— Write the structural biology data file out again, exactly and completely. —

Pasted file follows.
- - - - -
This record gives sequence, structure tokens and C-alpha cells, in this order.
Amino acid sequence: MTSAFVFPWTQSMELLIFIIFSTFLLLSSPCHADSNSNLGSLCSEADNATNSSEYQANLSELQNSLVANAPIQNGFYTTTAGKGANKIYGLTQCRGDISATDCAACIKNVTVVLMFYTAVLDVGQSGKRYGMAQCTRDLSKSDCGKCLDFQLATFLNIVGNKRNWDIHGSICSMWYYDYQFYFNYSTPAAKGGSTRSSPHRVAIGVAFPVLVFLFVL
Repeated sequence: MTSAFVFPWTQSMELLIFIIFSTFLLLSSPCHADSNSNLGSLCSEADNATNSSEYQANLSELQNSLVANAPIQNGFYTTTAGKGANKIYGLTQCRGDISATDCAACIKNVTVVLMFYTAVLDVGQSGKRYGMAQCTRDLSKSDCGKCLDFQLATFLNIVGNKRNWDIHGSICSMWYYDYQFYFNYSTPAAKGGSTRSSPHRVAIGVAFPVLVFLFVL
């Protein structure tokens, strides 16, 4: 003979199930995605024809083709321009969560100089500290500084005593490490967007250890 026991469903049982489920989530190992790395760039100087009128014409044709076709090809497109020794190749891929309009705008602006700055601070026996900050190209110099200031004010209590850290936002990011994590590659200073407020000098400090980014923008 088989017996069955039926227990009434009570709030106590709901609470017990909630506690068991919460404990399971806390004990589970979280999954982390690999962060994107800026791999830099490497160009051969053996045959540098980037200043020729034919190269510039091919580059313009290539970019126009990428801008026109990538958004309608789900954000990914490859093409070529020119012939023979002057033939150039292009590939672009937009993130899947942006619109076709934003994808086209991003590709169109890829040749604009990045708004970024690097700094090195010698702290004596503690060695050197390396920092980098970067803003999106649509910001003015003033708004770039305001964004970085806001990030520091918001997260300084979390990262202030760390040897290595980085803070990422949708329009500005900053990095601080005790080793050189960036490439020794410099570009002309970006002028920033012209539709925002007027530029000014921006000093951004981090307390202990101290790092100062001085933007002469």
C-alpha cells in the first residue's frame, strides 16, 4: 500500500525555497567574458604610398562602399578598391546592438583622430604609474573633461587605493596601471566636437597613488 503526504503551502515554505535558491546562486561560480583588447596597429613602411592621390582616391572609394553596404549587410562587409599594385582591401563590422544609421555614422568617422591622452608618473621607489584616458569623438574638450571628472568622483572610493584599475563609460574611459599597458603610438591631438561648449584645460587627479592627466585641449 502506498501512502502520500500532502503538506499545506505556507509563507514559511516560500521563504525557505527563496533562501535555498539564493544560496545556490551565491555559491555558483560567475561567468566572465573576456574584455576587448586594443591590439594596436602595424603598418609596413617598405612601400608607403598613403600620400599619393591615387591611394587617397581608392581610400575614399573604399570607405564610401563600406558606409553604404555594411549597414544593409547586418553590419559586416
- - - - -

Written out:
This record gives sequence, structure tokens and C-alpha cells, in this order.
Amino acid sequence: MTSAFVFPWTQSMELLIFIIFSTFLLLSSPCHADSNSNLGSLCSEADNATNSSEYQANLSELQNSLVANAPIQNGFYTTTAGKGANKIYGLTQCRGDISATDCAACIKNVTVVLMFYTAVLDVGQSGKRYGMAQCTRDLSKSDCGKCLDFQLATFLNIVGNKRNWDIHGSICSMWYYDYQFYFNYSTPAAKGGSTRSSPHRVAIGVAFPVLVFLFVL
Repeated sequence: MTSAFVFPWTQSMELLIFIIFSTFLLLSSPCHADSNSNLGSLCSEADNATNSSEYQANLSELQNSLVANAPIQNGFYTTTAGKGANKIYGLTQCRGDISATDCAACIKNVTVVLMFYTAVLDVGQSGKRYGMAQCTRDLSKSDCGKCLDFQLATFLNIVGNKRNWDIHGSICSMWYYDYQFYFNYSTPAAKGGSTRSSPHRVAIGVAFPVLVFLFVL
């Protein structure tokens, strides 16, 4: 003979199930995605024809083709321009969560100089500290500084005593490490967007250890 026991469903049982489920989530190992790395760039100087009128014409044709076709090809497109020794190749891929309009705008602006700055601070026996900050190209110099200031004010209590850290936002990011994590590659200073407020000098400090980014923008 088989017996069955039926227990009434009570709030106590709901609470017990909630506690068991919460404990399971806390004990589970979280999954982390690999962060994107800026791999830099490497160009051969053996045959540098980037200043020729034919190269510039091919580059313009290539970019126009990428801008026109990538958004309608789900954000990914490859093409070529020119012939023979002057033939150039292009590939672009937009993130899947942006619109076709934003994808086209991003590709169109890829040749604009990045708004970024690097700094090195010698702290004596503690060695050197390396920092980098970067803003999106649509910001003015003033708004770039305001964004970085806001990030520091918001997260300084979390990262202030760390040897290595980085803070990422949708329009500005900053990095601080005790080793050189960036490439020794410099570009002309970006002028920033012209539709925002007027530029000014921006000093951004981090307390202990101290790092100062001085933007002469």
C-alpha cells in the first residue's frame, strides 16, 4: 500500500525555497567574458604610398562602399578598391546592438583622430604609474573633461587605493596601471566636437597613488 503526504503551502515554505535558491546562486561560480583588447596597429613602411592621390582616391572609394553596404549587410562587409599594385582591401563590422544609421555614422568617422591622452608618473621607489584616458569623438574638450571628472568622483572610493584599475563609460574611459599597458603610438591631438561648449584645460587627479592627466585641449 502506498501512502502520500500532502503538506499545506505556507509563507514559511516560500521563504525557505527563496533562501535555498539564493544560496545556490551565491555559491555558483560567475561567468566572465573576456574584455576587448586594443591590439594596436602595424603598418609596413617598405612601400608607403598613403600620400599619393591615387591611394587617397581608392581610400575614399573604399570607405564610401563600406558606409553604404555594411549597414544593409547586418553590419559586416